The Movie Vs The Book: Miss Peregrine’s Home For Peculiar Children directed by Tim Burton

Released: 2016   Run time: 2 hours, 8 minutes


“When his beloved grandfather leaves Jake clues to a mystery that spans different worlds and times, he finds a magical place known as Miss Peregrine’s School for Peculiar Children. But the mystery and danger deepen as he gets to know the residents and learns about their special powers – and their terrifying enemies. Ultimately, Jake discovers that only his own special peculiarity can save his new friends.”

My Thoughts:

So two days after I finished the book I spot the film DVD when out shopping, so naturally I buy it in order to compare the book and the film and see which one I prefer and how the film adapts the book.

Overall, the film was good, however it is quite a lot different from the book.

I want to start by talking about the characters, the main character Jake (more commonly refered to as Jacob in the book) is played by Asa Butterfield and I thought he was actually a really good fit for the character and was close as to what I had pictured when reading the book. However, here’s where it gets different, in the book Jacob falls for Emma, the Peculiar girl who has pyrotechnic powers, and yet in the film Emma has the ability to control air and levitate. Now in the book the character Olive is the levitating girl, who is in that iconic photo from the cover of the book who looks to be around 7, and yet in the film Olive appears to be the same age as Emma (presumably 16) and she has the pyrotechnic abilities. This did work great for the film and if you’ve never read the book really doesn’t make much difference but as someone who had literally just finished the book it bothered me a little as I expected the film to be closer to the book. As for other characters, the Hollowgast was nothing like I imagined, it was better. I loved the way the Hollowgast looked, this gigantic creature whose limbs could actually punctuate its victims faces in order to consume it. Talking of, in the book we aren’t told much about the way the Hollowgast kills its victims, it just does. Whilst in the film it is much more gruesome, the Hollowgast actually consumes its victims eyeballs by taking them out with the tentacles in its mouth (as mentioned in book) or with its long pointy limbs. So when we see Jake at the beginning with his dead Grandpa Abe his eyes are actually missing with just two black holes remaining where they were. I really liked this as it made the film so much more dark and eerie but that is Tim Burton’s style anyway.

As for the main Antagonist, I really liked the addition of an actual character, I say this as in the book the main Antagonist is just ‘a Wight’ the type of Peculiar that has no powers but can travel through Loops. But in the film we have Samuel L. Jackson playing ‘Barron’, the scientist who created the Wights and the Hollowgasts. This was much better to have an actual source of where these things came from and Barron had some great lines written for comic relief in the film, I really enjoyed his as the Antagonist, this was a really good idea to come up with his character. The final character I want to talk about is actually Abe Portman (Jacob’s Grandad). I can’t say I liked the actor chosen (Terence Stamp) for me he just wasn’t Abe Portman, I don’t think his voice or personality matched Abe from the book, this I think was a bad choice of actor and badly written lines. Maybe he could be exactly how others imagined him, but for me he was wrong and hence I didn’t enjoy his scenes and therefore the first third of the movie.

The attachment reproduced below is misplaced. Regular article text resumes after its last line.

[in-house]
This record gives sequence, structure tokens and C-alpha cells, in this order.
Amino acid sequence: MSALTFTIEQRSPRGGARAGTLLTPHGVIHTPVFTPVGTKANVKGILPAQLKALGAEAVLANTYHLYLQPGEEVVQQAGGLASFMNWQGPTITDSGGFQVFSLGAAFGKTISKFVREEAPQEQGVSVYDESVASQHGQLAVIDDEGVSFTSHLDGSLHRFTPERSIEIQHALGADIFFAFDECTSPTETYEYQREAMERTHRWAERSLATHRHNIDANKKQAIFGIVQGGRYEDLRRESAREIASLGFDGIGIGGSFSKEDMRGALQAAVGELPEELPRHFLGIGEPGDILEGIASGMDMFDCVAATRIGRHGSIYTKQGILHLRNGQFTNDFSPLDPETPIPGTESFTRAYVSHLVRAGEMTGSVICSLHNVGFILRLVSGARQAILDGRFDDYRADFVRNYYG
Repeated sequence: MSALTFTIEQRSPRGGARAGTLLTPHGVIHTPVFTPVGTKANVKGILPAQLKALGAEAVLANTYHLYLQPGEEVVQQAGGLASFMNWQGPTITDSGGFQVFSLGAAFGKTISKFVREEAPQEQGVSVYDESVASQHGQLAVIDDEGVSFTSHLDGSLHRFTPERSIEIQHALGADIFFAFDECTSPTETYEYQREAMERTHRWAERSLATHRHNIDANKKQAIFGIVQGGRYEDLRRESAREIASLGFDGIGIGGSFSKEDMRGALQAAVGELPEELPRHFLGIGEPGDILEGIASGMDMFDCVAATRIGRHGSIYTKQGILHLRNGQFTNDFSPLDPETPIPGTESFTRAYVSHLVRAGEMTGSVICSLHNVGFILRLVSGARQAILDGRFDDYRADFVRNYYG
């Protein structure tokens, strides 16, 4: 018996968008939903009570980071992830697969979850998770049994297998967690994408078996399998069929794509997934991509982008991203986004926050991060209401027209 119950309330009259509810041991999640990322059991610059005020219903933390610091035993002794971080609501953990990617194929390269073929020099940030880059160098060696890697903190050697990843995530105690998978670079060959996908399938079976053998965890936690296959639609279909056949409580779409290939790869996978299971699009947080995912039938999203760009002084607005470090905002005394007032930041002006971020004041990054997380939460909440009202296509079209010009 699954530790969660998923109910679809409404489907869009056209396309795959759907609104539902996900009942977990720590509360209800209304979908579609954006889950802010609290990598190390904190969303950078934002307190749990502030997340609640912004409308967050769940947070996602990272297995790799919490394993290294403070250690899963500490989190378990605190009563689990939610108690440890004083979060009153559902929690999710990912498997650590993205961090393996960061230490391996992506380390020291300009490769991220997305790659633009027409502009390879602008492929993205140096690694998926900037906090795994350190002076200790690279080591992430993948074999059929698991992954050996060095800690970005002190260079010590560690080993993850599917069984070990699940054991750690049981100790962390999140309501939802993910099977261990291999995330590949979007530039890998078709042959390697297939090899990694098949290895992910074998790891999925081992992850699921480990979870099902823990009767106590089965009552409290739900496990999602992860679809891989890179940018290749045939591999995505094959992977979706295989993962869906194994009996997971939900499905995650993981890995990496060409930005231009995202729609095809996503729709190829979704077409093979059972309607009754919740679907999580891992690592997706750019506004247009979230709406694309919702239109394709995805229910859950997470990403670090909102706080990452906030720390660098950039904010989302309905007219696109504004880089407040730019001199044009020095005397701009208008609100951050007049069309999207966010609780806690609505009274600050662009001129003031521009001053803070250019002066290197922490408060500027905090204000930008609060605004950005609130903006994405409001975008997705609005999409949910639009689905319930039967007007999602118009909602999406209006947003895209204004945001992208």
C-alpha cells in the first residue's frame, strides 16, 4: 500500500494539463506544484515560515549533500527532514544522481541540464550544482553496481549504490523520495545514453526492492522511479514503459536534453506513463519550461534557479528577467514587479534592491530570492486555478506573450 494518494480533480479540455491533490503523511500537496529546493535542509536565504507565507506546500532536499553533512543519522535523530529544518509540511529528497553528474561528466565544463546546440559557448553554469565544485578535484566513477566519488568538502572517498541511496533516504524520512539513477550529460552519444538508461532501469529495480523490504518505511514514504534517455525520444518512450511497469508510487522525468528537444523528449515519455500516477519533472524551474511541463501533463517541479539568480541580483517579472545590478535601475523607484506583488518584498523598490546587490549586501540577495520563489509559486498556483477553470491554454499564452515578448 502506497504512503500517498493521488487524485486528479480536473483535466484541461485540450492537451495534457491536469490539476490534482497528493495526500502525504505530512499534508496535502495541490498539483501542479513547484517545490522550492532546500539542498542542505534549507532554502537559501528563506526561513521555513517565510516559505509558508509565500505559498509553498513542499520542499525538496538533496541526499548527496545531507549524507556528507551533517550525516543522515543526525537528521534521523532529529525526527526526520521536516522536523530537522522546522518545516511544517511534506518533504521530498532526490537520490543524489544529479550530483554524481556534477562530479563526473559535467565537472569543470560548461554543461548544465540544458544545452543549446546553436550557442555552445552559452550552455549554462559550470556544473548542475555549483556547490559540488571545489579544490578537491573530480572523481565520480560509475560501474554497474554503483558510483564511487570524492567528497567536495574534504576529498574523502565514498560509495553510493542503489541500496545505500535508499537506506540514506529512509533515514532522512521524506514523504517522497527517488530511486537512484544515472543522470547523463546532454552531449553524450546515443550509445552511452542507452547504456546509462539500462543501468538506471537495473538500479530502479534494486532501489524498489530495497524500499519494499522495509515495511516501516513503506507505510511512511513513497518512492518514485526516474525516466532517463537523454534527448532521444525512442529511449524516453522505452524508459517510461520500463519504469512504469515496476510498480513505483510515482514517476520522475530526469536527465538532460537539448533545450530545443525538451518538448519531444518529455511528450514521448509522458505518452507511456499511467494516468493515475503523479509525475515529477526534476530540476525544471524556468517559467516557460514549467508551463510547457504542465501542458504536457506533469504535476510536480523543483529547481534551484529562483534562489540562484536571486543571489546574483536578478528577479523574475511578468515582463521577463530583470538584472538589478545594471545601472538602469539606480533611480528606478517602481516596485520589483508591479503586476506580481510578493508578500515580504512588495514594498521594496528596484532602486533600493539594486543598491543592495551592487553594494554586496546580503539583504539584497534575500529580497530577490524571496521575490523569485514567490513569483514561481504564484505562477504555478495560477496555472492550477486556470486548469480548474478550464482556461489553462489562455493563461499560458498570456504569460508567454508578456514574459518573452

As for the actual plot of the film, it was fairly close to that of the book just moved along faster which I can understand because it would’ve ended up being a very long movie else. I found the first half of the movie was closer to the events of the book than the second half. At the end of the book the children chase the Wight across their island of Cairnhorn to the light house at which the main confrontations happens that just includes Jacob, Emma, Bronwyn and Millard. In the film the children instead all have to travel across to Blackpool in pursuit of Barron, under the Blackpool tower is where the final showdown actually happens and it involves all the children, like Hugh, Horace, Olive and Enoch. This worked really well making it much more dramatic.

In summary I guess it’s all down to what different people visualise when reading the book as for characters and setting and as for plot Burton obviously wanted to make it more dramatic (for example Miss Peregrine being the proud owner of a crossbow) in order to bring in more viewers and to have an overall more dramatic story.

Final Verdict: I liked the book better, but I don’t think the film was at all bad. I would recommend it still.

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